We’ve said repeatedly at Control Your Cash that formal higher “education” isn’t an absolute good. And we’ll continue to put the word “education” in quotes if people are going to classify Montclair State’s “How to Watch Television” as no less worthwhile than MIT’s Atomistic Modeling and Simulation of Materials and Structures. (No dismissive quotes required for that course description.)

State legislators and impressionable parents throughout the country transfer far too much taxpayer money into the pockets of directionless adolescents looking for a place to drink, protest and sleep late while deferring productivity. The tangibly beneficial college and university courses continue to get outnumbered by dross like everything listed here.

And then there’s the Cambridge of the Mojave, the University of Nevada-Las Vegas.
Indulge us with some time for a little local content.

To most people who think about this kind of thing, UNLV is a punchline – a basketball factory, a commuter school for unambitious commuters, the kind of institution that’s emblematic of the same faux learning that we’ve spent the last few paragraphs deriding and whose only redeeming feature is its world-renowned hotel management school.

Not quite. UNLV is also home to a groundbreaking program that should revolutionize post-secondary education: a partnership between the two most crucial schools at the college, engineering and business. (UNLV doesn’t teach medicine.)

(Note: Control Your Cash co-founder Betty is also a co-founder of UNLV’s Center for Entrepreneurship, known colloquially as the “E-Center”. Betty attended Northern Arizona University for one semester, realized her fortune lay elsewhere, and sought and achieved it. With no student loans to worry about paying off. Years later, she realized that the common financial sense she implemented in her own life barely existed in academia. But rather than dismiss the typical university education as largely pointless, she committed resources to finding a way to make it meaningful.)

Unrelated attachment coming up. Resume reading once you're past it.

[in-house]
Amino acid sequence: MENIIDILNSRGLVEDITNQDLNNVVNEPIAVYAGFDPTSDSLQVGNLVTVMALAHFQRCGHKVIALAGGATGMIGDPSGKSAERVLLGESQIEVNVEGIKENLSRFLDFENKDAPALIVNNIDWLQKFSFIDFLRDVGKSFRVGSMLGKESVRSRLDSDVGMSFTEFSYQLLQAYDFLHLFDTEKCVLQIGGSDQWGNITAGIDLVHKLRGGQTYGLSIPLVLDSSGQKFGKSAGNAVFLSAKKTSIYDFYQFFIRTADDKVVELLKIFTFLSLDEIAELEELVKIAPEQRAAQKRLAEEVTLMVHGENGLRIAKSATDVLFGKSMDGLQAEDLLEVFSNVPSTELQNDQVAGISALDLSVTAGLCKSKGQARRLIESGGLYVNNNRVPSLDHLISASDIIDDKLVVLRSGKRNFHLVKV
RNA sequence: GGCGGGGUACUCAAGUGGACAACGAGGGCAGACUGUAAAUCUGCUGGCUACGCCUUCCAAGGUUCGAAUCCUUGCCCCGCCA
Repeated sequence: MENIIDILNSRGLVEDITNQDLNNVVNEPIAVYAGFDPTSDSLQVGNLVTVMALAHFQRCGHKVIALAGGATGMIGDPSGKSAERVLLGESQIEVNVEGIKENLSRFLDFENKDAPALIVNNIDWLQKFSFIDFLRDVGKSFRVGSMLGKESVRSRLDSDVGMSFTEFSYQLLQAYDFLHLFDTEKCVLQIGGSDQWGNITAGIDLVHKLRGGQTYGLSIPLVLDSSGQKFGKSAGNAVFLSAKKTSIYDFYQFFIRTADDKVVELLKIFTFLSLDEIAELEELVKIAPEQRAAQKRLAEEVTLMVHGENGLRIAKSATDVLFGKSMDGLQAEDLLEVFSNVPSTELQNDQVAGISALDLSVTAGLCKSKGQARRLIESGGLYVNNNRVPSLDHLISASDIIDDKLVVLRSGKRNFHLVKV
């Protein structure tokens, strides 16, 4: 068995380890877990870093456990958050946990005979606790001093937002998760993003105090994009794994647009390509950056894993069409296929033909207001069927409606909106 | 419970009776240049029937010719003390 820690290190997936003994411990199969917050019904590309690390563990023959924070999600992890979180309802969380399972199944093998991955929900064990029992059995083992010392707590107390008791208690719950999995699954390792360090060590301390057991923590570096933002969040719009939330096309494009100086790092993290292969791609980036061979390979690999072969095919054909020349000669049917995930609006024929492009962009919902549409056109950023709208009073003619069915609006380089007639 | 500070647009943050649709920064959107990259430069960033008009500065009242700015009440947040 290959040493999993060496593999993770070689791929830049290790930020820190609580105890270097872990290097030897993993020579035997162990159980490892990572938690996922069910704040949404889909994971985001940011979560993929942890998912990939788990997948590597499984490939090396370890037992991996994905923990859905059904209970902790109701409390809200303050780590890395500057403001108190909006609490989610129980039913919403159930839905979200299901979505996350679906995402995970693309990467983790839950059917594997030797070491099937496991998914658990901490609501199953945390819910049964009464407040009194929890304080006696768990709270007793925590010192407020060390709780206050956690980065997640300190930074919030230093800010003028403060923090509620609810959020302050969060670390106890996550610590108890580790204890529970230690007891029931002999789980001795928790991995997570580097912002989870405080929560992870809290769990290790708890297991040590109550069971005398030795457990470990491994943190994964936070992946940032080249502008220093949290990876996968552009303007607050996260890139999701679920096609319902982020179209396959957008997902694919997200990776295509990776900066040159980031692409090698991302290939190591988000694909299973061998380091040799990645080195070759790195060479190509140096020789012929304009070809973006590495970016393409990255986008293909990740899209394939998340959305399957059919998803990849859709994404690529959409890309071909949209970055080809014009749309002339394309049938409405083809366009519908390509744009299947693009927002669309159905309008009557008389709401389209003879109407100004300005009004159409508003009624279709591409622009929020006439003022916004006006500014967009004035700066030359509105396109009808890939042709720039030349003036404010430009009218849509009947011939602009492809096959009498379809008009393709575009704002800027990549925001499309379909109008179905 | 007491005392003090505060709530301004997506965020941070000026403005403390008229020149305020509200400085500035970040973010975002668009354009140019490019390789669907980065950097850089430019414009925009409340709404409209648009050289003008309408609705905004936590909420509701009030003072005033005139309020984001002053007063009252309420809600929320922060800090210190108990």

The UNLV engineering/business partnership began as the fusion of two separate but easily unifiable ideas. Since 2000, the curriculum requires senior engineering students to form small teams and enter a design competition. Simply put, the teams have to invent something practical. And their brainchildren have been not just feasible, but inspiring: a cane that uses sonar (for blind people), motorcycle headlights that see around corners, etc.

A few hundred yards away, business students were doing something similar: creating plans and projections for potential businesses. The last couple of years your humble bloggers have had the pleasure of serving as judges for the business students’ contest, and we’ve seen some impressive proposals. They include the group that was going to import and distribute a revolutionary weatherproofing compound from South Korea, and the “micro-farmer” team who wanted to grow vegetables on abandoned urban lots. Some of the other ideas were less marketable than they were creative, still others were quite the opposite. But the very act of conceiving and developing these ideas did and will do far more good for the world than the nearby English class looking for meaning in the short stories of Jack Kerouac.